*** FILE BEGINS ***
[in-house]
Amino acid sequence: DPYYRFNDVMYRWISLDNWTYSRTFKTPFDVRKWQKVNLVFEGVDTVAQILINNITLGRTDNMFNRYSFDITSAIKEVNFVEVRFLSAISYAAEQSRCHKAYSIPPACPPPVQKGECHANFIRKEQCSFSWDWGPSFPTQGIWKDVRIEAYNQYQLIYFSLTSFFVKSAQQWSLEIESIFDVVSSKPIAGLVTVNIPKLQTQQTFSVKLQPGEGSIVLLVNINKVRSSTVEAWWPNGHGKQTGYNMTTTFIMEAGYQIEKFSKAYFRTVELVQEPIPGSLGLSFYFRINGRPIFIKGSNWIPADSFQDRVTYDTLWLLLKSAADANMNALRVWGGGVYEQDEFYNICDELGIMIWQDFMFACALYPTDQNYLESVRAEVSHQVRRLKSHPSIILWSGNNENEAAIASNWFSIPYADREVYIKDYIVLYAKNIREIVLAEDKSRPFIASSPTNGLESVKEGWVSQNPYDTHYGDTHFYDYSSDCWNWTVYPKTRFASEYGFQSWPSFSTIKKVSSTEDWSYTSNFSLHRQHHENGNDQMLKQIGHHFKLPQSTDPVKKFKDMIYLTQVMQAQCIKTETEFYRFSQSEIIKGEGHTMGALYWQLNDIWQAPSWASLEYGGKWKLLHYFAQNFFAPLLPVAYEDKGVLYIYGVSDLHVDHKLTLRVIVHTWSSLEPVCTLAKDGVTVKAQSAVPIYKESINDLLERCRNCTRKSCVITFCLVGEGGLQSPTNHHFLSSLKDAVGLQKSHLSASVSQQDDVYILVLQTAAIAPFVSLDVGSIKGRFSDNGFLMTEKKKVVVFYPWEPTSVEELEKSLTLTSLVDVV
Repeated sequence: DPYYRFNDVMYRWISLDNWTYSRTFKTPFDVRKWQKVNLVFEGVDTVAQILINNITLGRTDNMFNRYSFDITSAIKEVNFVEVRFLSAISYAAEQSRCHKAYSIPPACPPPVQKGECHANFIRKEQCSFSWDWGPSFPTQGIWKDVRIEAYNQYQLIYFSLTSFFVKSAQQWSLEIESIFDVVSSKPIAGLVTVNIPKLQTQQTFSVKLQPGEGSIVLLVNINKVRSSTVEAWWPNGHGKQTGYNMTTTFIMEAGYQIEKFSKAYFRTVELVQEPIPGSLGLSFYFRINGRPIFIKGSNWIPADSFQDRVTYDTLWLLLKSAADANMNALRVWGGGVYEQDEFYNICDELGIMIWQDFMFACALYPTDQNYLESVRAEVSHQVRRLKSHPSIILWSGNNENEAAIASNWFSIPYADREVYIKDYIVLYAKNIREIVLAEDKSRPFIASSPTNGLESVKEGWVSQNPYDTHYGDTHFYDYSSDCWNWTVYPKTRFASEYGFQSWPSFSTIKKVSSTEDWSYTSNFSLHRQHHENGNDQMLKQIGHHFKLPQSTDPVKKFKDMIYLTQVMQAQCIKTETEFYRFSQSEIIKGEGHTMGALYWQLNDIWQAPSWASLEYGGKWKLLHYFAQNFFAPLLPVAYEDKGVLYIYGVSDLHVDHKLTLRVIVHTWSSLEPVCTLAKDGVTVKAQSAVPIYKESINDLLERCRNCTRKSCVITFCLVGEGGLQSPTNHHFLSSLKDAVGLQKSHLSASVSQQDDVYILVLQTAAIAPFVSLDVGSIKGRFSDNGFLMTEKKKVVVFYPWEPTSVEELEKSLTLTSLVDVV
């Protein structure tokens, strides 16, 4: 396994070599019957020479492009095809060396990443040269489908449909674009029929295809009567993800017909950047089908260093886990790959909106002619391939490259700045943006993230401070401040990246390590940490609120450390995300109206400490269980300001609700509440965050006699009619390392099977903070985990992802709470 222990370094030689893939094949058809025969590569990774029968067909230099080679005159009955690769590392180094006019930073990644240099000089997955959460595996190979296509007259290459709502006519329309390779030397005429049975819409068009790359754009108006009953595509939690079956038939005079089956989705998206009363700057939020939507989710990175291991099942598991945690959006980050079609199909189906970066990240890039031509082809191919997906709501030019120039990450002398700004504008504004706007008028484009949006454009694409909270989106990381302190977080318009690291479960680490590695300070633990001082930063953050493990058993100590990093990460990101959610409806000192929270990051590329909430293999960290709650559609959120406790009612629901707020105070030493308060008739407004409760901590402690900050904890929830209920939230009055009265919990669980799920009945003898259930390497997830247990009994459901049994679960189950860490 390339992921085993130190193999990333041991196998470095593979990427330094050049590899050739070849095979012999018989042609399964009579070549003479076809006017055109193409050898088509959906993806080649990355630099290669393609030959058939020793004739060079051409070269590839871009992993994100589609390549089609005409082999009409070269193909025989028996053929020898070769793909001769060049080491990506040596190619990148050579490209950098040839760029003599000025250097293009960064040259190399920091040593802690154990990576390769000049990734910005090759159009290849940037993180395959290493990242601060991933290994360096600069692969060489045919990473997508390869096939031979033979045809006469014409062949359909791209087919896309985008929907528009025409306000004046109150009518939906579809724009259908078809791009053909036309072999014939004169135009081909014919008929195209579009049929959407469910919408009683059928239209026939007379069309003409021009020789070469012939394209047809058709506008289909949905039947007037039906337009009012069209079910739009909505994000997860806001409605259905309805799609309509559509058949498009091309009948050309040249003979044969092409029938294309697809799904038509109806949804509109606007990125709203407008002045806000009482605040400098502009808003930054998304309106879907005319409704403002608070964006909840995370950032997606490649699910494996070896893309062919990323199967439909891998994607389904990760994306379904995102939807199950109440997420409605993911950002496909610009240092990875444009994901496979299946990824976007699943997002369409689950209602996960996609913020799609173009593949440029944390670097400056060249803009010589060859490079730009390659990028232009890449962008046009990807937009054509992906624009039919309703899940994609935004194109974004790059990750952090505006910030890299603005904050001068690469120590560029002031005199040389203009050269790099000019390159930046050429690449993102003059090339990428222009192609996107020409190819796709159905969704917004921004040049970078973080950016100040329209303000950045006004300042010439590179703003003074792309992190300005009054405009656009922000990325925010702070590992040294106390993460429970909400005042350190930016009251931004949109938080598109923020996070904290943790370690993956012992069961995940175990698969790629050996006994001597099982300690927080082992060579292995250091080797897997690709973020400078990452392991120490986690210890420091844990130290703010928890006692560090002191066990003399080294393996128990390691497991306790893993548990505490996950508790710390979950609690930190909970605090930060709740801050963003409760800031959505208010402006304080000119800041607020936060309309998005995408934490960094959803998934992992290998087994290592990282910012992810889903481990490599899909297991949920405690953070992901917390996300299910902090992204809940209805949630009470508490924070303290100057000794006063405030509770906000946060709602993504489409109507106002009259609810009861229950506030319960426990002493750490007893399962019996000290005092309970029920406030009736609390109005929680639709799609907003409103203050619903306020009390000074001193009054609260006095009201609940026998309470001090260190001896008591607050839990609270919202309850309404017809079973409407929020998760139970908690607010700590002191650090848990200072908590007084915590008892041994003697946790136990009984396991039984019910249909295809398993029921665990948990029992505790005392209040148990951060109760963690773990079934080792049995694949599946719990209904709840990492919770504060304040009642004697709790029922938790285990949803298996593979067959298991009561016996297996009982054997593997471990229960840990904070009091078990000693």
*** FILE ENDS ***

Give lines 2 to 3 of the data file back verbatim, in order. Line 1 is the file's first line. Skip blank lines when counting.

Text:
Amino acid sequence: DPYYRFNDVMYRWISLDNWTYSRTFKTPFDVRKWQKVNLVFEGVDTVAQILINNITLGRTDNMFNRYSFDITSAIKEVNFVEVRFLSAISYAAEQSRCHKAYSIPPACPPPVQKGECHANFIRKEQCSFSWDWGPSFPTQGIWKDVRIEAYNQYQLIYFSLTSFFVKSAQQWSLEIESIFDVVSSKPIAGLVTVNIPKLQTQQTFSVKLQPGEGSIVLLVNINKVRSSTVEAWWPNGHGKQTGYNMTTTFIMEAGYQIEKFSKAYFRTVELVQEPIPGSLGLSFYFRINGRPIFIKGSNWIPADSFQDRVTYDTLWLLLKSAADANMNALRVWGGGVYEQDEFYNICDELGIMIWQDFMFACALYPTDQNYLESVRAEVSHQVRRLKSHPSIILWSGNNENEAAIASNWFSIPYADREVYIKDYIVLYAKNIREIVLAEDKSRPFIASSPTNGLESVKEGWVSQNPYDTHYGDTHFYDYSSDCWNWTVYPKTRFASEYGFQSWPSFSTIKKVSSTEDWSYTSNFSLHRQHHENGNDQMLKQIGHHFKLPQSTDPVKKFKDMIYLTQVMQAQCIKTETEFYRFSQSEIIKGEGHTMGALYWQLNDIWQAPSWASLEYGGKWKLLHYFAQNFFAPLLPVAYEDKGVLYIYGVSDLHVDHKLTLRVIVHTWSSLEPVCTLAKDGVTVKAQSAVPIYKESINDLLERCRNCTRKSCVITFCLVGEGGLQSPTNHHFLSSLKDAVGLQKSHLSASVSQQDDVYILVLQTAAIAPFVSLDVGSIKGRFSDNGFLMTEKKKVVVFYPWEPTSVEELEKSLTLTSLVDVV
Repeated sequence: DPYYRFNDVMYRWISLDNWTYSRTFKTPFDVRKWQKVNLVFEGVDTVAQILINNITLGRTDNMFNRYSFDITSAIKEVNFVEVRFLSAISYAAEQSRCHKAYSIPPACPPPVQKGECHANFIRKEQCSFSWDWGPSFPTQGIWKDVRIEAYNQYQLIYFSLTSFFVKSAQQWSLEIESIFDVVSSKPIAGLVTVNIPKLQTQQTFSVKLQPGEGSIVLLVNINKVRSSTVEAWWPNGHGKQTGYNMTTTFIMEAGYQIEKFSKAYFRTVELVQEPIPGSLGLSFYFRINGRPIFIKGSNWIPADSFQDRVTYDTLWLLLKSAADANMNALRVWGGGVYEQDEFYNICDELGIMIWQDFMFACALYPTDQNYLESVRAEVSHQVRRLKSHPSIILWSGNNENEAAIASNWFSIPYADREVYIKDYIVLYAKNIREIVLAEDKSRPFIASSPTNGLESVKEGWVSQNPYDTHYGDTHFYDYSSDCWNWTVYPKTRFASEYGFQSWPSFSTIKKVSSTEDWSYTSNFSLHRQHHENGNDQMLKQIGHHFKLPQSTDPVKKFKDMIYLTQVMQAQCIKTETEFYRFSQSEIIKGEGHTMGALYWQLNDIWQAPSWASLEYGGKWKLLHYFAQNFFAPLLPVAYEDKGVLYIYGVSDLHVDHKLTLRVIVHTWSSLEPVCTLAKDGVTVKAQSAVPIYKESINDLLERCRNCTRKSCVITFCLVGEGGLQSPTNHHFLSSLKDAVGLQKSHLSASVSQQDDVYILVLQTAAIAPFVSLDVGSIKGRFSDNGFLMTEKKKVVVFYPWEPTSVEELEKSLTLTSLVDVV